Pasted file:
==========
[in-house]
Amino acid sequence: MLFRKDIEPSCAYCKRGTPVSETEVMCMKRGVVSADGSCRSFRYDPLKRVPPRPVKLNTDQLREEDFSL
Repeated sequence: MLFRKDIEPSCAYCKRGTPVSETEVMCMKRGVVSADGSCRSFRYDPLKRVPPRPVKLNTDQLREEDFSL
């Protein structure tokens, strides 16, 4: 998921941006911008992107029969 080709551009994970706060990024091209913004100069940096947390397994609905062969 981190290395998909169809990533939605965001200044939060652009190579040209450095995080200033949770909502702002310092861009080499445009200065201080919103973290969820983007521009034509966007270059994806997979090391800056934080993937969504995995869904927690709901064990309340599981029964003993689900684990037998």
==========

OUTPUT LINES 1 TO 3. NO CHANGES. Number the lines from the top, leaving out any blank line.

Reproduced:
[in-house]
Amino acid sequence: MLFRKDIEPSCAYCKRGTPVSETEVMCMKRGVVSADGSCRSFRYDPLKRVPPRPVKLNTDQLREEDFSL
Repeated sequence: MLFRKDIEPSCAYCKRGTPVSETEVMCMKRGVVSADGSCRSFRYDPLKRVPPRPVKLNTDQLREEDFSL